Last week on the WTF with Marc Maron podcast, actor Sam Elliott called The Power of the Dog a “piece of sh*t” for its “allusions of homosexuality.” He was particularly upset by how the male characters, including Benedict Cumberbatch’s Phil Burbank, were dressed. “Where’s the Western in this Western?” he complained. “I mean, Cumberbatch never got out of his fucking chaps. He had two pairs of chaps — a woolly pair and a leather pair. And every fucking time he would walk in from somewhere — he never was on a horse, maybe once — he’d walk into the fucking house, storm up the fucking stairs, go lay in his bed in his chaps, and play his banjo. It’s like, what the f*ck?”
I like Sam Elliott but someone probably needs to remind him he's an actor from Sacramento who lives in Malibu, not an actual cowboy
— stuart (Lenten posting fast) (@punished_stu) March 1, 2022
Anyway, Cumberbatch indirectly responded to Elliott’s comments during a recent BAFTA Film Sessions interview. “Someone really took offense to – I haven’t heard it so it’s unfair for me to comment in detail on it – to the West being portrayed in this way,” he said. “Beyond that reaction, that sort of denial that anybody could have any other than a heteronormative existence because of what they do for a living or where they’re born, there’s also a massive intolerance within the world at large towards homosexuality still and towards an acceptance of the other and anything kind of difference.” He continued:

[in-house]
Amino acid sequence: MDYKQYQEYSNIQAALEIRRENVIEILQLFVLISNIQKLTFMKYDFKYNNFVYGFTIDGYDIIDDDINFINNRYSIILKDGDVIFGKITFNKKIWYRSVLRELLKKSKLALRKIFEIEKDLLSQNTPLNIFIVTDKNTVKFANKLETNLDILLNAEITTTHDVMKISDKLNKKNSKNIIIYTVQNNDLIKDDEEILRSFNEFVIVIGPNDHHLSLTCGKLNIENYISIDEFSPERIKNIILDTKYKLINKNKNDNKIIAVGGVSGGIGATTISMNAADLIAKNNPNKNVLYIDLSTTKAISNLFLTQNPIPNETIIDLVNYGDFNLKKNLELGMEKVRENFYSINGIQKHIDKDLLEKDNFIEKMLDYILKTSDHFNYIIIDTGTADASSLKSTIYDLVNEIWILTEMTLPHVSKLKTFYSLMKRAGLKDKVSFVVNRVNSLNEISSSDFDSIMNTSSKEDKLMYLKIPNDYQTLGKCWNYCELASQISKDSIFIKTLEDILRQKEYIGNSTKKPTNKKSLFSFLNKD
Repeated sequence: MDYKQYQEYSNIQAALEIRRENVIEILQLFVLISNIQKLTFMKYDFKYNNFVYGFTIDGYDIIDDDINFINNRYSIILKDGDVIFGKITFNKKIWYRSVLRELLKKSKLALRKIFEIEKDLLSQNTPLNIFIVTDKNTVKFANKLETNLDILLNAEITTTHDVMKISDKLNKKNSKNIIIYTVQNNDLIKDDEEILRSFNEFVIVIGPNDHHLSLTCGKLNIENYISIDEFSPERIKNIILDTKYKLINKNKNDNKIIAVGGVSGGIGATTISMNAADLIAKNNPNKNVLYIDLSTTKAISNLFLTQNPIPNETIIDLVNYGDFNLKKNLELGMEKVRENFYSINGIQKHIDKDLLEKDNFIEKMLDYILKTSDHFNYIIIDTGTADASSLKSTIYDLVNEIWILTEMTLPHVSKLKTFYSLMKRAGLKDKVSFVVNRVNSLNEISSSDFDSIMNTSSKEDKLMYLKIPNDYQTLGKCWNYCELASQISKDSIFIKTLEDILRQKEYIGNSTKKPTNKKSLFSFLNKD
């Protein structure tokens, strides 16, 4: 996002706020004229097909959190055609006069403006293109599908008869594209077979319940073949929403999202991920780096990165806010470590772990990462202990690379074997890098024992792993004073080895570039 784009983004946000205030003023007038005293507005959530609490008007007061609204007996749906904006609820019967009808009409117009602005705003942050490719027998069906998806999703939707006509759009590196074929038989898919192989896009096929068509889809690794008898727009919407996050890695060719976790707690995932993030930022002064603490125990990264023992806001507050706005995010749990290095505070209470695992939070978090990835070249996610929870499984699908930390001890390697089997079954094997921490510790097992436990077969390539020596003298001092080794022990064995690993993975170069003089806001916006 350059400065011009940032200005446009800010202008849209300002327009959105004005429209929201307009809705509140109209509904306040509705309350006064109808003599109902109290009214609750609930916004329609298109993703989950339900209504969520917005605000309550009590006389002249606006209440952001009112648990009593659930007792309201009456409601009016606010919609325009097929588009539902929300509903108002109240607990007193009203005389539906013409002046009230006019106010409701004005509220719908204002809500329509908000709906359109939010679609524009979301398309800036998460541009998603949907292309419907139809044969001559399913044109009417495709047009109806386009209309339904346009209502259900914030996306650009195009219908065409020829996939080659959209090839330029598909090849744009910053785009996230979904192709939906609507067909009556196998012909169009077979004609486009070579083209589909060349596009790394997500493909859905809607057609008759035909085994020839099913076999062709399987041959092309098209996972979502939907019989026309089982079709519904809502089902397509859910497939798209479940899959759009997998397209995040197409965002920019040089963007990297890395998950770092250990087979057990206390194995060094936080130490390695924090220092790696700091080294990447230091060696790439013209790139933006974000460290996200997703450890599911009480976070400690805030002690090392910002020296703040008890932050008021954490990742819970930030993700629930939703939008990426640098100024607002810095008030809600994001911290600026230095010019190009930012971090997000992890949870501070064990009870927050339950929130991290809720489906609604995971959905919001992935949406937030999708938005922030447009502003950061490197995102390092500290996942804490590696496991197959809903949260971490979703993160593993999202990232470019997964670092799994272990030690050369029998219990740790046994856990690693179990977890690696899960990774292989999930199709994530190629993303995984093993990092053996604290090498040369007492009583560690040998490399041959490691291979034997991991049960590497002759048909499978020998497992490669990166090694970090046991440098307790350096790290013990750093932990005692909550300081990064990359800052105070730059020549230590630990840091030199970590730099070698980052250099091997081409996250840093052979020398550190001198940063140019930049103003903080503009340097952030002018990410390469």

“This is a very specific case of repression, but also due to an intolerance for that true identity that Phil is that he can’t fully be. The more we look under the hood of toxic masculinity and try to discover the root causes of it, the bigger chances we have of dealing with it when it arises with our children.”
Benedict Cumberbatch: the “anchor” of the MCU and common sense.
The Power of the Dog is up for 12 Oscars, including Best Picture, Best Director for Jane Campion, Best Actor for Cumberbatch, Best Supporting Actress for Kirsten Dunst, and Best Supporting Actor for Jesse Plemons and Kodi Smit-McPhee.